World Hundreds of US companies voice opposition to new voting laws
Study: Republican control of state government is bad for democracy
New research quantifies the health of democracy at the state level — and Republican-governed states tend to perform much worse.New political science research suggests this wave of attempts to restrict the franchise is not an anomaly: Republican control over state government is correlated with large and measurable declines in the health of a state’s democracy.
Hundreds of United States companies and CEOs have added their signatures to a letter published on Wednesday opposing “any discriminatory legislation or measures that restrict or prevent any eligible voter” from casting a ballot.
The statement, published in a two-page ad in The New York Times and Washington Post, represents the largest coalition of business leaders and luminaries to voice their opposition to restrictive voting laws and Republican efforts to pass them across the US.
Democrats Are Short on Votes and Long on Irony
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The statement was organised by Kenneth Chenault, a former chief executive of American Express, and Kenneth Frazier, the chief executive of Merck, and includes such notable signatories as General Motors, Netflix, Starbucks, Amazon, Google, and Warren Buffet.
In the last few weeks, businesses have started voicing opposition to a new voting law in Georgia. Since then, many others have chimed in against it and similar efforts.
Many Republicans, including former President Donald Trump, have pushed back, calling for the corporations and their chiefs to stay out of politics and accusing businesses of siding with the Democratic Party.
The statement does not address specific election legislation in states, among them Texas, Arizona and Michigan.
Fact-checking claims about new US election law
Democrats say it restricts voting rights, but Republicans disagree - so what does the new law do?Georgia voted for Joe Biden in the 2020 election, the first time the state had chosen a Democratic presidential candidate in more than 25 years.
And not every company felt inclined to get on board. According to The New York Times, JPMorgan Chase declined to sign the statement despite a personal request from senior Black business leaders to the bank’s chief executive, Jamie Dimon.
Coca-Cola and Delta Air Lines, which have voiced opposition to the Georgia law, did not sign on to Wednesday’s statement. Walmart, which had previously said that “broad participation and trust in the election process are vital to its integrity”, also refrained from adding its name.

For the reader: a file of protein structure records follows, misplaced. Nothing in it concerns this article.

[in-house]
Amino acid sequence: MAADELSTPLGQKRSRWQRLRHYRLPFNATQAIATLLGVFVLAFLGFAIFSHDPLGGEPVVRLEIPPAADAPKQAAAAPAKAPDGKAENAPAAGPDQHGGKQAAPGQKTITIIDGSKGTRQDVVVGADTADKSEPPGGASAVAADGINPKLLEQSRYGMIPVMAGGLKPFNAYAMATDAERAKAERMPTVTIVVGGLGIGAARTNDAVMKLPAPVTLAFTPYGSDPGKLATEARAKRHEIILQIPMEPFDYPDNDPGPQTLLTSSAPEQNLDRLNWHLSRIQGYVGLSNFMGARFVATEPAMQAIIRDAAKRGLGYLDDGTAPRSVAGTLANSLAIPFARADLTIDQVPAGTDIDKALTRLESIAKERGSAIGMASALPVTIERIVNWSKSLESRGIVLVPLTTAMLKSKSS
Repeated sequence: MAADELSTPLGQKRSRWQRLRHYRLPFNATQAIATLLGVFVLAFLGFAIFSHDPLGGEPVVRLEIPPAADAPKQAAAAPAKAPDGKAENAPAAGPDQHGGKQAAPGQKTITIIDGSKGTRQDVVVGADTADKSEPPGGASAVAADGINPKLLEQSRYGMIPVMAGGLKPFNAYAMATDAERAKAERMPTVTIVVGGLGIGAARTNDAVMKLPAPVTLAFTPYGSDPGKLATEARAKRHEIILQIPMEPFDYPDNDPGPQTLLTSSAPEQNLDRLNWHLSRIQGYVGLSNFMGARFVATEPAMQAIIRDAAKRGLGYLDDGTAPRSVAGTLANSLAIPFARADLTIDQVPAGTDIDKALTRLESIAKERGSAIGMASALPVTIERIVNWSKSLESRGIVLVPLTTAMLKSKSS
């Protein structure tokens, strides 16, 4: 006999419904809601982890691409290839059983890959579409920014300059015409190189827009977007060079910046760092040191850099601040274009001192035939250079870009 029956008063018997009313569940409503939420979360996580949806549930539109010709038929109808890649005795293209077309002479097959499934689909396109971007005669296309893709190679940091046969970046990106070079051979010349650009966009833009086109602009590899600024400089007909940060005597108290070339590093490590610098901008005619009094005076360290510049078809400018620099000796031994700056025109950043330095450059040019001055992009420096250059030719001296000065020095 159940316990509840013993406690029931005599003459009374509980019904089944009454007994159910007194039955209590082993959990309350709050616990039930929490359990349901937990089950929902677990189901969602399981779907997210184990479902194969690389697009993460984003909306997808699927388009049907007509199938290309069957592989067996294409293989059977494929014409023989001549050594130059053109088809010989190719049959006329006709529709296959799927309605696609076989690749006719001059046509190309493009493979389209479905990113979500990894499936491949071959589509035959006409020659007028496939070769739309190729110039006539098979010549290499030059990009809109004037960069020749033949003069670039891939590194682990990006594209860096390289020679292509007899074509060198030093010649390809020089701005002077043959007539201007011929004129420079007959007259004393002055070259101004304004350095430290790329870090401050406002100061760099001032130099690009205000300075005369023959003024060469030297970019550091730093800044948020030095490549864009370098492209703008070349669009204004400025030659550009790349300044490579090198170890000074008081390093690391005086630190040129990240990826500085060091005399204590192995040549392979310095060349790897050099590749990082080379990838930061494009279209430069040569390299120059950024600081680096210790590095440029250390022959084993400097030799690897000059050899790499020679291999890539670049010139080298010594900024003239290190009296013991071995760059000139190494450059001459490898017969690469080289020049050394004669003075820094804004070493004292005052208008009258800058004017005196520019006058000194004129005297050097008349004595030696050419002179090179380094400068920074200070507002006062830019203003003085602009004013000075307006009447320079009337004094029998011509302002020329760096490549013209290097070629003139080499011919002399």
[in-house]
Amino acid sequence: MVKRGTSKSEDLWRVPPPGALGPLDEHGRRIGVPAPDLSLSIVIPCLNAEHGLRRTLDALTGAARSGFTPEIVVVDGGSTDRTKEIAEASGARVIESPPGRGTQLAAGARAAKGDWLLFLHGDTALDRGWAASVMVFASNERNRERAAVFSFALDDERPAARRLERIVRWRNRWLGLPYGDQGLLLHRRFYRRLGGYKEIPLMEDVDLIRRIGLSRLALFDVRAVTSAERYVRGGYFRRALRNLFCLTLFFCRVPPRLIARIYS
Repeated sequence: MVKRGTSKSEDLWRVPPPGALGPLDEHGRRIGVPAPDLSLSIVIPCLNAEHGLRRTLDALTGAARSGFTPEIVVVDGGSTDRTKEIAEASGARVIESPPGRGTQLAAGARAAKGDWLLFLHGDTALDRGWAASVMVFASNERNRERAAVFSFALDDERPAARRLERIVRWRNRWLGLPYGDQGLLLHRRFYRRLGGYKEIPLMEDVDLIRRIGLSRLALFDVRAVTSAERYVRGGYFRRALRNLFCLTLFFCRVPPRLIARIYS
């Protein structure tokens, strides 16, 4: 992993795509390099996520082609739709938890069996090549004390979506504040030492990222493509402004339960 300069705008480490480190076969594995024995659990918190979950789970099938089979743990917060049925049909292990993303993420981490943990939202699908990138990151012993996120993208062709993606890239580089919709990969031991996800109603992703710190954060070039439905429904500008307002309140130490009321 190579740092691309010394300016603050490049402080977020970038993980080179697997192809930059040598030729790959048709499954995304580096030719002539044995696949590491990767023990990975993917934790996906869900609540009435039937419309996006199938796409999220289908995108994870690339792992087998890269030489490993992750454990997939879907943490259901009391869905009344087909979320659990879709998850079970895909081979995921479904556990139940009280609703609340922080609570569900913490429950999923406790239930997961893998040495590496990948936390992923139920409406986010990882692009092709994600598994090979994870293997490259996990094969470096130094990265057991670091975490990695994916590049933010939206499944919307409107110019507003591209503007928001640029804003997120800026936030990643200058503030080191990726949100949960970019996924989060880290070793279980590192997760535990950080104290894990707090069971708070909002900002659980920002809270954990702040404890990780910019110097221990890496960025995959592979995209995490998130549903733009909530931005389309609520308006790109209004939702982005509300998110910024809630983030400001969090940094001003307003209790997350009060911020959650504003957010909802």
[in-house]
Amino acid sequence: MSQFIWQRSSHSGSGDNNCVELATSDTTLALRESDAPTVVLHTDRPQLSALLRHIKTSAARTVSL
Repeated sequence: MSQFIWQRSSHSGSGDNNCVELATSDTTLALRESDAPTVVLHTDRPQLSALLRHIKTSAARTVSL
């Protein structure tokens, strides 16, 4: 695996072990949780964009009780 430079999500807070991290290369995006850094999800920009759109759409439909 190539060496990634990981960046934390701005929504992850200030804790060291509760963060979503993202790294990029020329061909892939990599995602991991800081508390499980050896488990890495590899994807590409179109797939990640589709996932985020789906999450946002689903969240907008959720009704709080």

Chenault and Frazier on Saturday spoke on a Zoom call with more than 100 business leaders, where they read the statement and urged executives to add their names, The New York Times reported.
Ex-MLB commissioner Fay Vincent slams decision to move All-Star Game
Ex-MLB commissioner Fay Vincent slammed Rob Manfred over the 'mistake' of moving the All-Star Game from Atlanta to Denver in response to the new voting law in Georgia that many see as racist.'Major League Baseball can't become a weapon in the culture wars, a hostage for one political party or ideology,' Vincent wrote in The Wall Street Journal's opinion section.
A few business titans, including Buffett, the chief executive of Berkshire Hathaway, said they would sign in their personal capacity while leaving their business off the list, The New York Times reported.
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On Tuesday, the CEOs of 30 Michigan companies, including Ford Motor Company, General Motors and Quicken Loans, released a statement voicing opposition to changes in the state’s election laws that could be deemed as restrictive and unfair.
Similar bills on voting restrictions are being considered in Texas and Arizona.
Houston-based Hewlett Packard Enterprise said in a statement that it “categorically” opposed legislation that unfairly seeks to restrict the right of any American to vote.
The blowback against Georgia, which was the first state to pass a restrictive new voting law, continues. On Monday, a movie starring actor Will Smith and bankrolled by Apple pulled its production out of the state. Major League Baseball also recently announced that it would move its All-Star Game from Atlanta, Georgia to Denver, Colorado.
The Voice: Rita Ora, Jessica Mauboy visit a Sydney children's hospital .
The stylish singers wore matching pastel power suits as they left the hospital with their team, after spending the afternoon entertaining the sick children .British superstar Rita, 30, wore an oversized blue blazer and flared pants, which she teamed with a bustier-style top. © Provided by Daily Mail Visit: The Voice Australia coaches Rita Ora (left) and Jessica Mauboy (right) took a break from filming on Thursday to visit patients at Westmead Children's Hospital in Parramatta, Sydney She styled her shoulder-length hair in loose curls, and accessorised with white block heels and layered necklaces.